an isolating layer of lipids encasing both prokaryotic and eukaryotic cells. But life is not self sustained within cell boundary and cell membrane cannot be seen as a solid partition separating two non-interacting environments. Food has to be brought in, waste removed and intracellular metabolism adjusted to assure that it corresponds to conditions outside. The proteins embedded in cell membrane ensure cellular functions are performed at the level consistent with continuation of life despite dynamically changing needs of the cell. While the proteins vary from cell to cell, the membrane itself is a highly homologous structure having a uniform chemical composition that attributes greatly to its success as a cellular barrier.

Both prokaryotic and eukaryotic cell membranes constantly undergo remodeling to accommodate cell surface activity. Also called the plasma membranes, they are double layer of lipids with the proteins embedded in it that make it an ideal permeable protector for the cell.  A lipid bilayer is a great isolator, and supports the structure keeping the content all wrapped up. It is built from lipids and steroid derivatives. The main phosholipids are phosphoglycerides that are popularly but incorrectly called phospholipids. In addition to phospholipids other lipids, with different properties participate in formation of the membrane – they are glycolipids (mostly sphingolipids) and a class of sterols with the most common of them being cholesterol. Phospholipids have a polar structure that makes them assemble into flat polarized sheets with hydrophobic fatty acid tails pointing in one direction and hydrophobic alcohol groups in the other. In addition, in watery environment o life two sheets of phosphlipids (called leaflets) assemble in a sandwich-like structure called a bilayer. Most cells have true bilayers made of two separate leaflets, with Archea being the exception.  These organisms have a slightly different cell membrane structure that is a monolayer but for practical purposes it looks and behaves like a bilayer with hydrophilic part facing outside. More details on aspects of biomembrane structure and function will be discussed later in this course.

Expression of membrane proteins differs with cell function and adjusts accordingly to metabolic activity of the cell.   This class of proteins is responsible for the more “subtle” aspects of cell function – transport, reception of signals, expression of cell identity or in multi-cellular organisms contact and communication with other cells. They give the membrane its identity, for example kidney epithelial cells express a large number of aquaporins (water channels) and transporters for increased reabsorption of water, sugar and ions. Neuronal membranes have voltage-gated ion channels that control membrane potential and make the membrane excitable and liver cells have ever-changing number of glucose transporter for transport of glucose into and out of the storage in liver.  In short, the proteins embedded in the bilayer give the membrane its specific function. We will study the functions of membrane proteins for better part of this course.

Size matters – necessity for subdivisions in eukaryotic cells vs. simple fit in one prokaryotic container.

prokaryotic versus eukaryotic cell
Prokaryotic and eukaryotic cells vary in size and complexity

Prokaryotic cells are smaller than eukaryotic cells and all metabolic functions are performed in one undivided space. Due to this sizably smaller scale, the availability of substrates and probability of interactions between molecules doesn’t create major problems; chances of an enzyme making contact with substrate are highly likely.  With the increase in cell size and wealth of metabolic functions came the need for sequestration and optimization of those processes into separate spaces. The “growing” eukaryotic cell that is on average two orders of magnitude larger than a prokaryotic cell needed internal compartments that would divide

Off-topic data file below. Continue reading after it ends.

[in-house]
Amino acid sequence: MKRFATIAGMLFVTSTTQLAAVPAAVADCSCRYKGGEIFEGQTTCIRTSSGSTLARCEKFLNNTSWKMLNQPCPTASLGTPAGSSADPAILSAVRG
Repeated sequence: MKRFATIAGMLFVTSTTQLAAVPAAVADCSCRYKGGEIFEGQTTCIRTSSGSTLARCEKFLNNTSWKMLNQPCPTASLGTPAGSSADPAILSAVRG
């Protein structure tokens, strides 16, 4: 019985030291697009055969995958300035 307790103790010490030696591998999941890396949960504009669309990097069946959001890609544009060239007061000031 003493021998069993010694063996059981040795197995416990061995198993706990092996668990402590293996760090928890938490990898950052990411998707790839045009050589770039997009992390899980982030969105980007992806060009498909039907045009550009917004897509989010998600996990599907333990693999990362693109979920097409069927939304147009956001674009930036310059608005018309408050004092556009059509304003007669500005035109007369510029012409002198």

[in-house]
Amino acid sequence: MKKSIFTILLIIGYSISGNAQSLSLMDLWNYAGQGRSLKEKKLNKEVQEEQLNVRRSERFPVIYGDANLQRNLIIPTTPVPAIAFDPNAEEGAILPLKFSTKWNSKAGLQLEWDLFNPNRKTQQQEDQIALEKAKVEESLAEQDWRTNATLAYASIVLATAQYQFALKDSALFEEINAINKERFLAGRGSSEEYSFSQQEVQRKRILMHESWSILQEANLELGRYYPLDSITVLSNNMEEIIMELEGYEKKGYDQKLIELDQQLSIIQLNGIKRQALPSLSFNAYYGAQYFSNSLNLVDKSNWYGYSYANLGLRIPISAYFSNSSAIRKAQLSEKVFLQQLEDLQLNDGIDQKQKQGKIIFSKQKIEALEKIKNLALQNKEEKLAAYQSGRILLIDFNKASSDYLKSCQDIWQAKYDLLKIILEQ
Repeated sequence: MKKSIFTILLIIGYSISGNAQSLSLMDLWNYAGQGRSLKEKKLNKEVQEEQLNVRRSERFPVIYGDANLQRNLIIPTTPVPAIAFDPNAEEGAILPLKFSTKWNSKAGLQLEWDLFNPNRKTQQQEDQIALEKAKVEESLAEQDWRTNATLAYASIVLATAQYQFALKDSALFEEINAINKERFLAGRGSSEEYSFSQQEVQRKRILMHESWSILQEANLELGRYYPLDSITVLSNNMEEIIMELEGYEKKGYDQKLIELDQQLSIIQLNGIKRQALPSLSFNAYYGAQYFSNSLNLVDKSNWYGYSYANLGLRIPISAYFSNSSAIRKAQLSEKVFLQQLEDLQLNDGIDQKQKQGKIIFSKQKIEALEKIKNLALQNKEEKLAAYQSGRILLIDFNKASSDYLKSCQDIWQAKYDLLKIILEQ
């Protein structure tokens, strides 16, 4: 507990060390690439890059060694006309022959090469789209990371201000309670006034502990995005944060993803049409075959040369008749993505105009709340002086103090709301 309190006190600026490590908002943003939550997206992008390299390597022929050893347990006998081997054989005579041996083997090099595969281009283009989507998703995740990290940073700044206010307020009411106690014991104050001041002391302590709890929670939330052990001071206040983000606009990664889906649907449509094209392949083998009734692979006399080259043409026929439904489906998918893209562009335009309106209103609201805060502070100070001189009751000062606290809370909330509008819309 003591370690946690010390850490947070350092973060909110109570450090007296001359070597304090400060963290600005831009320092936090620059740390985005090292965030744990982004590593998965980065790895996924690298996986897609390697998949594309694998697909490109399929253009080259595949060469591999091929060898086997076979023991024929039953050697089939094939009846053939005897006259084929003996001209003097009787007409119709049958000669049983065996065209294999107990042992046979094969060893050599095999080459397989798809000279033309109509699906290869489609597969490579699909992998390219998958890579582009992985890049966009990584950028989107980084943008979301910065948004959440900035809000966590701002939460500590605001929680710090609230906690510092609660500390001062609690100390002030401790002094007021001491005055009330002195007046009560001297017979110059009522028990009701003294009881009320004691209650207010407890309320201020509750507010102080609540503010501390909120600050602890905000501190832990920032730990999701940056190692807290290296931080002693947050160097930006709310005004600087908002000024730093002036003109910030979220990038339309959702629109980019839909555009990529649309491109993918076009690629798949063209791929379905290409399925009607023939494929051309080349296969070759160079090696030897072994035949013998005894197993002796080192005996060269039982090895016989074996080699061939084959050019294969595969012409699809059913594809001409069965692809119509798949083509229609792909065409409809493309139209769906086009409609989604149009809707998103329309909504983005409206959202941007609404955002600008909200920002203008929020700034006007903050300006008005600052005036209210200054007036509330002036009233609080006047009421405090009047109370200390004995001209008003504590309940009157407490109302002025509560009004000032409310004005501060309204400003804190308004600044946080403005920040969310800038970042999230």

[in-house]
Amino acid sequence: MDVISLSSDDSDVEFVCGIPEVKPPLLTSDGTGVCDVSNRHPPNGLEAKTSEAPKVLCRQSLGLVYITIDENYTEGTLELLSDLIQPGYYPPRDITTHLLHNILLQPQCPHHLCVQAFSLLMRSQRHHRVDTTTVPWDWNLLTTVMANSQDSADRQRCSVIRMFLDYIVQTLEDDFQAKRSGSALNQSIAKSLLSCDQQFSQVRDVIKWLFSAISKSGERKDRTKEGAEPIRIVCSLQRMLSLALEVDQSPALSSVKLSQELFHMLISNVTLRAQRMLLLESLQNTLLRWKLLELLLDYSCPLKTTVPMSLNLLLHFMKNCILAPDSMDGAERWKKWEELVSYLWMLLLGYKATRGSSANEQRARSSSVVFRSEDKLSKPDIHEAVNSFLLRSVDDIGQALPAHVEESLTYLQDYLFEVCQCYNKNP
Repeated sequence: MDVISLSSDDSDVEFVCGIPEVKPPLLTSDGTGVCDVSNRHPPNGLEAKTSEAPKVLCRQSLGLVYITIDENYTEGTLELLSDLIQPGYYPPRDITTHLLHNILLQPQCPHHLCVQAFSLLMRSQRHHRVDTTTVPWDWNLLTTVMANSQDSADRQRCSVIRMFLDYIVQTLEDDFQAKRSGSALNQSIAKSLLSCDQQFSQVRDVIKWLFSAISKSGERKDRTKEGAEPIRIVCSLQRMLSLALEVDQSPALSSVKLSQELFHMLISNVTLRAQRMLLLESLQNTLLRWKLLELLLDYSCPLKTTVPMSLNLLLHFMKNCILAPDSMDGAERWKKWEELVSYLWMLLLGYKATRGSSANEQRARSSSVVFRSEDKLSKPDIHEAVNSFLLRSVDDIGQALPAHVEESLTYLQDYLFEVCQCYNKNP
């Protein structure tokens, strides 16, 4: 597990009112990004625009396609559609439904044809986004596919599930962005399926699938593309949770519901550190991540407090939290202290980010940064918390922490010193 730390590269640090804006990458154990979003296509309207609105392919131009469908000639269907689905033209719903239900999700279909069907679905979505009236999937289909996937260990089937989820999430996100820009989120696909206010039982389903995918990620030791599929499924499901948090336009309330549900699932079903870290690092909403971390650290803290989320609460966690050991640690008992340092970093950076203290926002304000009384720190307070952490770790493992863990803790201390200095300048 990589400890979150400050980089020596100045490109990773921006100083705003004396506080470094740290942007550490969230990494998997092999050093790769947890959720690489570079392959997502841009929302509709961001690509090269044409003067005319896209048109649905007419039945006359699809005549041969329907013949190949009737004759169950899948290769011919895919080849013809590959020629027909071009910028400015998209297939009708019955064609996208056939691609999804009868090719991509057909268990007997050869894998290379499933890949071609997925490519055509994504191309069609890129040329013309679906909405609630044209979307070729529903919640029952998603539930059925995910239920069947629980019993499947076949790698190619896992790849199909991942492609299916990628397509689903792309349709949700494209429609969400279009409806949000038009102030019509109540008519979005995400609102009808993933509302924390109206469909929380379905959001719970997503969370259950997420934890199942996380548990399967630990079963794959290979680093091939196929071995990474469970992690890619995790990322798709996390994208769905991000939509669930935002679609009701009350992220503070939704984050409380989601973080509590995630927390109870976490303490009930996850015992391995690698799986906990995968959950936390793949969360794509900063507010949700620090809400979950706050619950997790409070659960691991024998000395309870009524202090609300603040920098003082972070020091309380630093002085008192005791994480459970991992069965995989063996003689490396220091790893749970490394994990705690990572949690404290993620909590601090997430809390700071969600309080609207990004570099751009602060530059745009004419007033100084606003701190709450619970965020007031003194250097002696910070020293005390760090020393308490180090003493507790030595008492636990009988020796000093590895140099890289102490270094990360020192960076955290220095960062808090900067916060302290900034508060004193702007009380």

the cell into separate spaces and increase concentrations of metabolites and enzymes so reactions can be performed more efficiently. The evolving

internal membrane system partitions the interior of eukaryotic cell into delimited spaces rather than keeping one big metabolically identical “blob.”

These membrane-bound compartments called organelles, contain specialized assortments of proteins (including but not limited to enzymes) that makes each organelle a space optimized for function.  Examples of this are enzymes for energy productio

n are all localized in mitochondrion while hydrolytic enzymes are found in highest concentration in lysosomes, which are sites of waste destruction.  The presence of organelles, one of them being the membrane bound nucleus, is probably the most defining difference between these two types of cells.

Emergence and evolution of internal membranes in eukaryotes.

Compartmentalization of the cells with internal membranes provided separation of functions into distinct organelles. Each organelle is a closed vesicle with unique molecular identity, a set of proteins that impart its functions. The biggest network of internal vesicles is endoplasmic reticulum.

Endoplasmic reticulum – walls within the cell

Endoplasmic reticulum (or ER) consists of a large number of vesicles that divide the cell into two major spaces, a cytosol and “out of cytosol,” meaning the inside the lumen of the ER. The major role of ER is to create a space within cell limits that is isolated from the conditions of the cytosol, both for sequestering molecules that can damage the cell (you probably remember that ER is a place of calcium storage) and creating conditions where molecules ultimately destined to the outside of cell (such as extracellular matrix protein collage, or hormones) can be properly modified and prepared for assuming their function without exposure to the deleterious, detrimental effects of the cytoplasmic environment.